When I talk about keeping your data files in the Cloud and tell people that I use Microsoft OneDrive as my main personal file storage location, many people nod their head as if to say, “Yeah, but when I store things on my hard drive, I feel secure — I can make sure that drive and the computer it's associated with are disconnected from a network. But with things stored in the cloud -- Windows Live Folders, Windows Live SkyDrive, SkyDrive, and OneDrive? Where's the assurance that my files are secure?”
Before I answer that question, let's take a quick trip down memory lane. Microsoft's cloud based file sharing and syncing service, now known as OneDrive, is available to anyone with a Microsoft Account, and typically provides 5GB of cloud based storage. (The only exceptions: You have an Office 365 subscription or you have been grandfathered as storage allowances changed over the past few years.) I have an Office 365 subscription, and so MS Office is always up to date and I have 1 TB of OneDrive storage since it’s included with my Office 365 subscription.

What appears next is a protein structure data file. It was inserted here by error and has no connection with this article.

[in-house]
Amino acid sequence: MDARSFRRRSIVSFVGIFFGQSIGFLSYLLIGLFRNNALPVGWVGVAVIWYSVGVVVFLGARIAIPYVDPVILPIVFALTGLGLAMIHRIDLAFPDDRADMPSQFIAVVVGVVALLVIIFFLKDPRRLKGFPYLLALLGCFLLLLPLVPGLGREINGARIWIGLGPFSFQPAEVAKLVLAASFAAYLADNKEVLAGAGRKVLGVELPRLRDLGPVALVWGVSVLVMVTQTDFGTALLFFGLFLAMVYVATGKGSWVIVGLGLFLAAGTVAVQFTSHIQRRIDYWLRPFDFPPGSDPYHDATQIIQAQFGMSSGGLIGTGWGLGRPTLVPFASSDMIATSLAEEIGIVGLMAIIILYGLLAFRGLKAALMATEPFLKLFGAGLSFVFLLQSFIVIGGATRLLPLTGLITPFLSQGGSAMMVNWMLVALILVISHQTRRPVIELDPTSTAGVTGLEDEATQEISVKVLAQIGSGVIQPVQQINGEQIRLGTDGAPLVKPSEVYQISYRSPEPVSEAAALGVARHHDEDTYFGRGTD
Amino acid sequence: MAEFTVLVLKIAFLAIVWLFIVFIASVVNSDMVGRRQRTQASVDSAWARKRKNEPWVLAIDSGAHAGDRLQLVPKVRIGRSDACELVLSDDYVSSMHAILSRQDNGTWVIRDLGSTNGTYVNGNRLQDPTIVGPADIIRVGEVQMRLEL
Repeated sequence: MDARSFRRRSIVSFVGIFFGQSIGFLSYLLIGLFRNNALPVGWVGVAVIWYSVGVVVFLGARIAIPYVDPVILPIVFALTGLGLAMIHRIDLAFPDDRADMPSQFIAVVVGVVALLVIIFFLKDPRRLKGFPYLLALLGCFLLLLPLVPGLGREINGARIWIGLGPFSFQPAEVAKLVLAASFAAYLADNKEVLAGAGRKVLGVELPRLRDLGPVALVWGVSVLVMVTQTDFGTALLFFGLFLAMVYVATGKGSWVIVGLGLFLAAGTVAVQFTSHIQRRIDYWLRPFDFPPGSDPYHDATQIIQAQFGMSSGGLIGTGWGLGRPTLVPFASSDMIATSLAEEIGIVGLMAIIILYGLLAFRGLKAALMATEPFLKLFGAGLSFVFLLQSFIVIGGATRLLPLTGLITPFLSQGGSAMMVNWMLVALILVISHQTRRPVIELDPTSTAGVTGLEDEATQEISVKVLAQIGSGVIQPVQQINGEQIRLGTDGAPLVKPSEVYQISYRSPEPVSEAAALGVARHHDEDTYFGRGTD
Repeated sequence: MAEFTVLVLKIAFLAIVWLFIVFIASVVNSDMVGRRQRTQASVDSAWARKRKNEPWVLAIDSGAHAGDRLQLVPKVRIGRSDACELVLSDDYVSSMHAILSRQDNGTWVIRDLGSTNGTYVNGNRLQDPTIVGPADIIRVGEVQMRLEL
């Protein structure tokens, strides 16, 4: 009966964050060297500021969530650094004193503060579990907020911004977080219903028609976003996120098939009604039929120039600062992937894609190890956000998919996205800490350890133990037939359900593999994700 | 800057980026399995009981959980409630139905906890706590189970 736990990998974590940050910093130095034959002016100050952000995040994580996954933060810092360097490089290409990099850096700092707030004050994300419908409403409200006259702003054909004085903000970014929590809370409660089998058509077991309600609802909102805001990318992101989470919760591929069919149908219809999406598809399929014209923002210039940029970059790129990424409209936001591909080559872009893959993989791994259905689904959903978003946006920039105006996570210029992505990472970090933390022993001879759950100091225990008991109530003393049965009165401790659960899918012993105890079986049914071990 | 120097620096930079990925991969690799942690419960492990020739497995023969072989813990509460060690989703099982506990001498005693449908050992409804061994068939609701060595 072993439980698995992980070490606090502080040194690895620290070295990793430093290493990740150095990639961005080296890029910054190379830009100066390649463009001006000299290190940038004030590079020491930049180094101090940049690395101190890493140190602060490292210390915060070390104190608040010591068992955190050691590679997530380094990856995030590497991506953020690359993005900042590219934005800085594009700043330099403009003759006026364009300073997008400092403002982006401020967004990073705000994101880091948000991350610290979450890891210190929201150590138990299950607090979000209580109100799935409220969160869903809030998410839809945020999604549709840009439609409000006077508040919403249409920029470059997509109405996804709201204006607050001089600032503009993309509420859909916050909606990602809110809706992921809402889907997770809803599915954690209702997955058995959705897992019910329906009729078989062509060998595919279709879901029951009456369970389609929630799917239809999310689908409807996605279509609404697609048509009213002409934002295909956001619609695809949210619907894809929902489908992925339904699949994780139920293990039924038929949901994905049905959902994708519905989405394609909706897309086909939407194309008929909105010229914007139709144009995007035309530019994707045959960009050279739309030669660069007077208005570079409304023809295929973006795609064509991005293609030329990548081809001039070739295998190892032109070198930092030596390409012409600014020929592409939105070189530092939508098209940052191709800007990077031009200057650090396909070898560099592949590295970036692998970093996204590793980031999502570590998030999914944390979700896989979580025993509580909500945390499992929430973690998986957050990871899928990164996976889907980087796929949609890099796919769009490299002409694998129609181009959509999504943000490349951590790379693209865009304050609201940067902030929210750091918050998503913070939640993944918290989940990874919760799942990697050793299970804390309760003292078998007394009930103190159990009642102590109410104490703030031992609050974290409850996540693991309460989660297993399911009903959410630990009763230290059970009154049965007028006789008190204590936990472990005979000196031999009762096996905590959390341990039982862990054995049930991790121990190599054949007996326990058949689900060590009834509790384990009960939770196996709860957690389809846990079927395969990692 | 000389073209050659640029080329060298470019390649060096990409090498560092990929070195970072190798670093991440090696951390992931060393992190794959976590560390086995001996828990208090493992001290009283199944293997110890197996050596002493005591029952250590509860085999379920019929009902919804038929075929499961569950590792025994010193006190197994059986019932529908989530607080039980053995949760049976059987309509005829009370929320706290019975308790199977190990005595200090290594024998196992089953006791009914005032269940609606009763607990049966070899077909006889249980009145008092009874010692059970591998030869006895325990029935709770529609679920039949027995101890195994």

I was recently asked just how secure are the files I store in OneDrive and I can answer this questions from a couple of perspectives.
First let's talk about the physical security of your files on OneDrive.
To answer this part let me quote something from Microsoft about access to their data centers where your OneDrive files reside in the cloud:
"Microsoft’s datacenter personnel must pass a background check. All access to our datacenters is strictly regulated and every entry and exit are monitored. Within these datacenters, the critical Azure AD services that store customer data are located in special locked racks—their physical access is highly restricted and camera-monitored 24 hours a day. Furthermore, if one of these servers is decommissioned, all disks are logically and physically destroyed to avoid data leakage."
So that covers your data in the cloud. The other physical location for your OneDrive files is your own device(s.) You're on your own for how you secure those.